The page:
It's a well-known fact that music is an easily available source of entertainment on varied platforms and mediums for the masses. Also, it wouldn't be wrong to make an
assumption that more than eighty percent of India's population is inclined towards music and Bollywood occupies a major chunk of musical content in the country. Films have often seen a trademark
increase in their box office collection owing to the popularity of the music and filmmakers, too, pay special attention to this section.
From roping in big names from the industry to ensure better profits for their films, every producer also wants a huge music company to be associated with it and the music rights of big budget films
especially the ones starring superstars are often sold out exorbitant prices. For example, we heard that the makers of the Salman Khan starrer Prem Ratan Dhan Payo were supposed to be sold
to Zee Music. Sometimes, in a desire of upmanship, producers often announce inflated music rights prices which lead to unrealistic expectations that can endanger the profit-earning sources of music
companies. (Later, it was revealed that Zee Music was just in discussion for the music rights of Prem Ratan Dhan Payo but it was later acquired by T-Series for reportedly Rs. 12 crores. And
in the same deal with Fox Star Studios, music rights of MS Dhoni - The Untold Biopic were acquired by T-Series for Rs. 5 crores.) While quoting such whopping amounts, producers need to be
aware that music companies find it difficult to earn profits in comparison to the amount they spend. The fact that producers spend quite a lump-sum whilst shooting songs cannot be overlooked.
However, it is also important to realize that music is easily available at almost no cost for the masses which affects the profit share of even the biggest music companies. One of the major reasons
for the price hike according to Kumar Taurani of Tips Industries Ltd. is competition. He says, "India is a market for two or three players but four or five (huge) players are still active. It's a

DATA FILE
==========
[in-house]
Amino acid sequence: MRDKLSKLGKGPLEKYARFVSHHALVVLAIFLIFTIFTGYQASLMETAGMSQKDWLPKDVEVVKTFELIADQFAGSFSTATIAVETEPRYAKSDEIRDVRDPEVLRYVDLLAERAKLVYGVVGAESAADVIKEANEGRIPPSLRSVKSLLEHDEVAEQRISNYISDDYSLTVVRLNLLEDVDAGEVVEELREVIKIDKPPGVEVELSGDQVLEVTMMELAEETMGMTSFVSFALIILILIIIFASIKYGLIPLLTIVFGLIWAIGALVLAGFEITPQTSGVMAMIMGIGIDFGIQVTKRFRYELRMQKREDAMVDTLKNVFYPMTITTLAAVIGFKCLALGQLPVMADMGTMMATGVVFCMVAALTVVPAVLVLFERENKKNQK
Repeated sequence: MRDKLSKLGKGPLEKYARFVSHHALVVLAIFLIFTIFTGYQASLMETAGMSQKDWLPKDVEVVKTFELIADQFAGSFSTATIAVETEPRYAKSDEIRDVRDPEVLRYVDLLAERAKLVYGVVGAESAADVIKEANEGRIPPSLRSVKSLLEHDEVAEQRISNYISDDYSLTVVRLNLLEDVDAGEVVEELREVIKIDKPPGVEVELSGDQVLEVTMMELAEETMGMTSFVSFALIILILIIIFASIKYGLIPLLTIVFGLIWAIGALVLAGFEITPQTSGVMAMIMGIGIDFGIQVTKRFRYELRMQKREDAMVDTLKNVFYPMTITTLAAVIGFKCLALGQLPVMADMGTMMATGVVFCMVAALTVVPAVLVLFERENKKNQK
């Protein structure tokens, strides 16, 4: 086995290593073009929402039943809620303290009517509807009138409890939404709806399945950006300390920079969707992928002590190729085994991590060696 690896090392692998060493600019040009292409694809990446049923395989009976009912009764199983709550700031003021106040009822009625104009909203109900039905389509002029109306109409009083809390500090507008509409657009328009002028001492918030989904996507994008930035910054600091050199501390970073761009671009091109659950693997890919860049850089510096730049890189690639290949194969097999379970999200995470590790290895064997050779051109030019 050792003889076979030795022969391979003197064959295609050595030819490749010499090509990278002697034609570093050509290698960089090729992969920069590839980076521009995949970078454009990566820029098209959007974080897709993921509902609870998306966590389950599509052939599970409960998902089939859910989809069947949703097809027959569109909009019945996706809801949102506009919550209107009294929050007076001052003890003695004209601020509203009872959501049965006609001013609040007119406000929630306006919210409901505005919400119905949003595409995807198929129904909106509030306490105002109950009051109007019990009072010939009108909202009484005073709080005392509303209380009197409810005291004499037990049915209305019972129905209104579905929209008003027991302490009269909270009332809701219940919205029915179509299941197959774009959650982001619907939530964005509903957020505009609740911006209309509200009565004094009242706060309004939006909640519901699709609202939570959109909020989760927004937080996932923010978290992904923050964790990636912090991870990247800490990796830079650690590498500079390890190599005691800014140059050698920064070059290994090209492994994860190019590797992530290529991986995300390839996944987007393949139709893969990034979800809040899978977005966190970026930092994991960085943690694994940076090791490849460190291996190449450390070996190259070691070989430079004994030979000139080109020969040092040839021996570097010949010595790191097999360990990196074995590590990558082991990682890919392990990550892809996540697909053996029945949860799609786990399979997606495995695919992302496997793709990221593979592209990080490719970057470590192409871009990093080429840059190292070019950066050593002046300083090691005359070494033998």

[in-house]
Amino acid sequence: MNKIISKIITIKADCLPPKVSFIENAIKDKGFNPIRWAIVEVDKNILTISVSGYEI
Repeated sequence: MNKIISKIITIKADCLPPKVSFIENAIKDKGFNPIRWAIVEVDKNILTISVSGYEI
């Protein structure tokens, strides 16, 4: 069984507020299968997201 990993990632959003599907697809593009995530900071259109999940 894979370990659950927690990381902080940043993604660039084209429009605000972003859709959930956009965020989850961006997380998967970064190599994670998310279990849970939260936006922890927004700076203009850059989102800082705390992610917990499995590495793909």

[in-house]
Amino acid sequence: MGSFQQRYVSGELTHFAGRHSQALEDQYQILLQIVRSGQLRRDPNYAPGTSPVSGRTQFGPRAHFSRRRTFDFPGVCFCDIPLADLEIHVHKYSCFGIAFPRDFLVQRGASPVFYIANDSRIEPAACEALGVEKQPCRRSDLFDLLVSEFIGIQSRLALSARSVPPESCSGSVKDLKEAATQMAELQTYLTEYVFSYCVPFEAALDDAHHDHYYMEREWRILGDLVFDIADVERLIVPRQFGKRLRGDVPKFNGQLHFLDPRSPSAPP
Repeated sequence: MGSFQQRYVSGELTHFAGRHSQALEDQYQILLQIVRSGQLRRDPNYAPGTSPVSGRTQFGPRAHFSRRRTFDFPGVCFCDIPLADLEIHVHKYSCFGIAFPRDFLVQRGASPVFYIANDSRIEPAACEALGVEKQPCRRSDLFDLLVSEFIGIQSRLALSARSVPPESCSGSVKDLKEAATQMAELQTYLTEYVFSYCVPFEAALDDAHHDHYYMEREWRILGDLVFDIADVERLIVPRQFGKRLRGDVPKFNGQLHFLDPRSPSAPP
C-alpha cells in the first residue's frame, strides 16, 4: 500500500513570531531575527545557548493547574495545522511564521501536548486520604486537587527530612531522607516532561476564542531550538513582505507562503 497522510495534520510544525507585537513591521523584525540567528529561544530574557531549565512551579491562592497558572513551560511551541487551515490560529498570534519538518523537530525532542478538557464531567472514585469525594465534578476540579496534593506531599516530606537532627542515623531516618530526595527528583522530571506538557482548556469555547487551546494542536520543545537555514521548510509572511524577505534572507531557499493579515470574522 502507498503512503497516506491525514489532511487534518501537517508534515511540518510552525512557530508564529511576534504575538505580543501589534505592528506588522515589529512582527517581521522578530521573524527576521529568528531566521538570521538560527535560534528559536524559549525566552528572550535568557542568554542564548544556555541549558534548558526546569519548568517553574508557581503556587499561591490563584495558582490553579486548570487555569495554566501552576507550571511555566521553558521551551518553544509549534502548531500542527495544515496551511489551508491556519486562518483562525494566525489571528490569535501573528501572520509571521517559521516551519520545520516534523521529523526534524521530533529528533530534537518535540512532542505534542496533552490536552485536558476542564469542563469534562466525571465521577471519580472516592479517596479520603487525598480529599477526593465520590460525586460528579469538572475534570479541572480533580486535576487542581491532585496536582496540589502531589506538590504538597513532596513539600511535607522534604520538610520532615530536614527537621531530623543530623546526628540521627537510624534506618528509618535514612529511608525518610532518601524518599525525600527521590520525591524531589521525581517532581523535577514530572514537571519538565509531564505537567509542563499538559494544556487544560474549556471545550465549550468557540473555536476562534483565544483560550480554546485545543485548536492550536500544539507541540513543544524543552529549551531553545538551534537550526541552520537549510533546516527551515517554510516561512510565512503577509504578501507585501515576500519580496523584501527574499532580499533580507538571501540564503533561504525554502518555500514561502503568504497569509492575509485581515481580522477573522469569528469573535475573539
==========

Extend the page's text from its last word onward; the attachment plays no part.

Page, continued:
competitive market and if a producer is getting a high price of music rights then why won't he take it. When it comes to big films (like Prem Ratan Dhan Payo) there are more than one buyer
and they have to bid. Whoever bids more will get it. It's all about demand and supply and quality products are few."
For example, it was being said that the music rights of Dilwale was sold at whopping Rs. 20 cr, however, in reality, it has been learnt that the acquisition price was Rs. 16 cr. Despite the
difference of Rs. 4 cr, music companies still find it difficult to afford even this sum, courtesy, the free availability of music. Though the massive digital platform contributes to 40% of the
income earned by music companies, the free availability of musical content on various sites prove to be a major hindrance.
On one hand, the digital platforms are growing stronger and evolving with each passing day, but on the other, we have the Indian audiences who refuse to pay for musical content since it is easily
available for free. Unlike the west, masses here still find it difficult to pay money for digital music content and sites and apps often resort to providing free music. However, Kumar Taurani
denies this and states that the price for music has nothing to do with its customers. He says, "Music prices have nothing to do with customers because it is a business proposition. If a label is
buying music at a cost, they have to think through their recovery model."
As stated previously, the discussion with Kumar Taurani and the facts clearly mention that music companies are currently walking on a tight rope defined by producers and cut-throat competition. A
realistic approach towards making deals that can benefit both parties needs to be adopted in order to help music companies. While they do earn profits, it is slower and such high price deals will
only further delay the profit making process. In other words, if this condition continues, it can lead to music companies incurring heavy losses, thus leading to the downfall of the music industry.